This court has carefully considered the evidence and submissions therein. The Land Registration Act is very clear on issues of ownership of land and Section 24(a) of the Land Registration Act provides as follows:
“Subject to this Act, the registration of a person as the proprietor of land shall vest in that person the absolute ownership of that land together with all rights and privileges belonging or appurtenant thereto.”
Section 26 (1) of the Land Registration Act states as follows:
“The Certificate of Title issued by the Registrar upon registration … shall be taken by all courts as prima facie evidence that the person named as proprietor of the land is the absolute and indefeasible owner… and the title of that proprietor shall not be subject to challenge except –
a. On the ground of fraud or misrepresentation to which the person is proved to be a party; or
b. Where the certificate of title has been acquired illegally, unprocedurally or through a corrupt scheme.”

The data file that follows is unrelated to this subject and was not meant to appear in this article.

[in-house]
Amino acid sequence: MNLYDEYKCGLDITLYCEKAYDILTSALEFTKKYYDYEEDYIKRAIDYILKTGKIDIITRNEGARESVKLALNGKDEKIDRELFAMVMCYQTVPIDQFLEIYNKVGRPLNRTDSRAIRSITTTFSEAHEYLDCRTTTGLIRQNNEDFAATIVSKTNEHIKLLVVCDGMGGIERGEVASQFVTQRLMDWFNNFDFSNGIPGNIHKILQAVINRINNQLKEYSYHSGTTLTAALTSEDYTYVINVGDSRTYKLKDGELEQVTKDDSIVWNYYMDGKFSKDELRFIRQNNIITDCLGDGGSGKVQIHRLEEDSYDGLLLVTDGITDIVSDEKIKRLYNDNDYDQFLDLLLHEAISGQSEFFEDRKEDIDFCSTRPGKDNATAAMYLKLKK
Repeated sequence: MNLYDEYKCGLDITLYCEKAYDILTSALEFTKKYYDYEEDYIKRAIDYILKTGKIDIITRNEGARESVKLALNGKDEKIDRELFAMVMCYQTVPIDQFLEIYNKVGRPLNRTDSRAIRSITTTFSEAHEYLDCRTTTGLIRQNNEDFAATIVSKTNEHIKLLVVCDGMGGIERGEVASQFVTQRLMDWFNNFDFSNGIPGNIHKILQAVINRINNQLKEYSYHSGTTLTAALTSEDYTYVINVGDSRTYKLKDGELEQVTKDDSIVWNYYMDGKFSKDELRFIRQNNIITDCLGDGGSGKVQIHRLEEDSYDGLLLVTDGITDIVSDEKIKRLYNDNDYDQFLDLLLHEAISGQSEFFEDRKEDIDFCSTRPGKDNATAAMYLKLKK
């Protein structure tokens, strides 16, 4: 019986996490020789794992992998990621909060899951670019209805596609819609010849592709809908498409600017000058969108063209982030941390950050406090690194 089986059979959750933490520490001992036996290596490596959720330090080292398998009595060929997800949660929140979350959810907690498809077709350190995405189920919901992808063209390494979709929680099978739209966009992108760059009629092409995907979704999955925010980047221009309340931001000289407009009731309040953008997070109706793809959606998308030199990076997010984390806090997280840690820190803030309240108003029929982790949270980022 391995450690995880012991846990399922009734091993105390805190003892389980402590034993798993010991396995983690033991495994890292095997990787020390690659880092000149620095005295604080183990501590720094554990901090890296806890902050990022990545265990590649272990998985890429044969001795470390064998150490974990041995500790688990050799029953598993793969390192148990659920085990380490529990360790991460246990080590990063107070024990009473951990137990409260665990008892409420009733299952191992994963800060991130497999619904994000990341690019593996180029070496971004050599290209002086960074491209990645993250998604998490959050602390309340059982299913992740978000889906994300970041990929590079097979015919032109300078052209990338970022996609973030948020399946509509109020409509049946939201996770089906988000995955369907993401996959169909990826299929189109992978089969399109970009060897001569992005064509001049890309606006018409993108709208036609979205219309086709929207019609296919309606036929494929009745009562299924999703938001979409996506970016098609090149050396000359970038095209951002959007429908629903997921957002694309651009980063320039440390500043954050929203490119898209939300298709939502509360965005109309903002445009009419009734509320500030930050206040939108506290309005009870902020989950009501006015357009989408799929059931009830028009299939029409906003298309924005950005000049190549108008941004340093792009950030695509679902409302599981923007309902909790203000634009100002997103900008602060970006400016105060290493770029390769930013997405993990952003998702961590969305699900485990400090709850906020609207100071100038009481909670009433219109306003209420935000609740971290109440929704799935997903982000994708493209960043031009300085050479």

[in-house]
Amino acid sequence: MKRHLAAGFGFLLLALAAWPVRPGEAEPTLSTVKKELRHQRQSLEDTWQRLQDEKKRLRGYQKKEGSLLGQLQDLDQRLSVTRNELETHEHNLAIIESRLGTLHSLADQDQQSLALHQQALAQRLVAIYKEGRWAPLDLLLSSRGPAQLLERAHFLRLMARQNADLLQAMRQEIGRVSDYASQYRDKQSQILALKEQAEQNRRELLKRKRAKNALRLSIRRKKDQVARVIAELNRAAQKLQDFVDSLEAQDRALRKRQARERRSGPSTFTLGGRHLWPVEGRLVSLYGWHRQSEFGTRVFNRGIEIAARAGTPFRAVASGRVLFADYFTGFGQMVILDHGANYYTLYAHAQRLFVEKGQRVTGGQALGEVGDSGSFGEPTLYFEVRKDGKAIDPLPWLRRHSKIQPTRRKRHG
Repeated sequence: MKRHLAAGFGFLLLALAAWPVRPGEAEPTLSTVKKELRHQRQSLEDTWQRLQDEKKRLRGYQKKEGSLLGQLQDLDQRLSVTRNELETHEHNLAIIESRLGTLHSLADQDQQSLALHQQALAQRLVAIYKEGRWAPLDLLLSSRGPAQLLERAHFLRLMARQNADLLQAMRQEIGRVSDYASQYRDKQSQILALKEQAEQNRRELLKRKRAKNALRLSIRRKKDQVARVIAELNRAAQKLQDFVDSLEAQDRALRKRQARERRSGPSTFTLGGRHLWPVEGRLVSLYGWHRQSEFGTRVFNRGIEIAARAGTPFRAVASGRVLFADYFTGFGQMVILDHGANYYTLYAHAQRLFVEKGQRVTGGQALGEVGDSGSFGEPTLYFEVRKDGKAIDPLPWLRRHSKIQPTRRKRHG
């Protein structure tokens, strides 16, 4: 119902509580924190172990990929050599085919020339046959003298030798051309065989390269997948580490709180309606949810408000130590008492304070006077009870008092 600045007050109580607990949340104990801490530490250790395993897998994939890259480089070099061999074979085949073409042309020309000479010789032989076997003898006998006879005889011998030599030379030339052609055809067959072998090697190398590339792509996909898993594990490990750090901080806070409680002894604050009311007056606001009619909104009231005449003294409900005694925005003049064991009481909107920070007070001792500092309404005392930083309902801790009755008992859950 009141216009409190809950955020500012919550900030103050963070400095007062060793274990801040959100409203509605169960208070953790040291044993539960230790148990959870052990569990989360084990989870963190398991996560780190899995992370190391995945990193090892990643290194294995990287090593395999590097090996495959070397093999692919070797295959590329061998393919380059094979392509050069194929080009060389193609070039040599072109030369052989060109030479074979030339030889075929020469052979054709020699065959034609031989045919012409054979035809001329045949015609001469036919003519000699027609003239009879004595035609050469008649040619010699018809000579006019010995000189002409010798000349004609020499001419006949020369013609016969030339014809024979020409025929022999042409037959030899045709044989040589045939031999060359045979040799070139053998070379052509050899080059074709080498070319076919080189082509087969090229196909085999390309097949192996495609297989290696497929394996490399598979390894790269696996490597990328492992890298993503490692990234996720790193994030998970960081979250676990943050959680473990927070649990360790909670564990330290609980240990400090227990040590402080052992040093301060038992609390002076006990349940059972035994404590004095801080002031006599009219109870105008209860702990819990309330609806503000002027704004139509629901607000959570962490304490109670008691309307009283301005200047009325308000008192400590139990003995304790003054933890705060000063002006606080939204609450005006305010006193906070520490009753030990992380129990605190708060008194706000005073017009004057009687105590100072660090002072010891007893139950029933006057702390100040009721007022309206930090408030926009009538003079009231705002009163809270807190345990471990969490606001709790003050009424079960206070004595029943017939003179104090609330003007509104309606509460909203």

The law is clear that, the Certificate of Title issued by the Registrar upon registration shall be taken by all courts as prima facie evidence that the person named as proprietor of the land is the absolute and indefeasible owner and the title of that proprietor shall not be subject to challenge except – On the ground of fraud or misrepresentation to which the person is proved to be a party; or Where the certificate of title has been acquired illegally, unprocedurally or through a corrupt scheme.
This court in considering this matter referred to the case of Elijah Makeri Nyangw’ra –vs- Stephen Mungai Njuguna & Another (2013) Eklr where the court held that the title in the hands of an innocent third party can be impugned if it is proved that the title was obtained illegally, unprocedurally or through a corrupt scheme. Hon. Justice Munyao Sila in the case while considering the application of section 26(1) (a) and (b) of the Land Registration Act rendered himself as follows:-
“--------------the law is extremely protective of title and provides only two instances for challenge of title. The first is where the title is obtained by fraud or misrepresentation to which the person must be proved to be a party. The second is where the certificate of title has been acquired through a corrupt scheme.”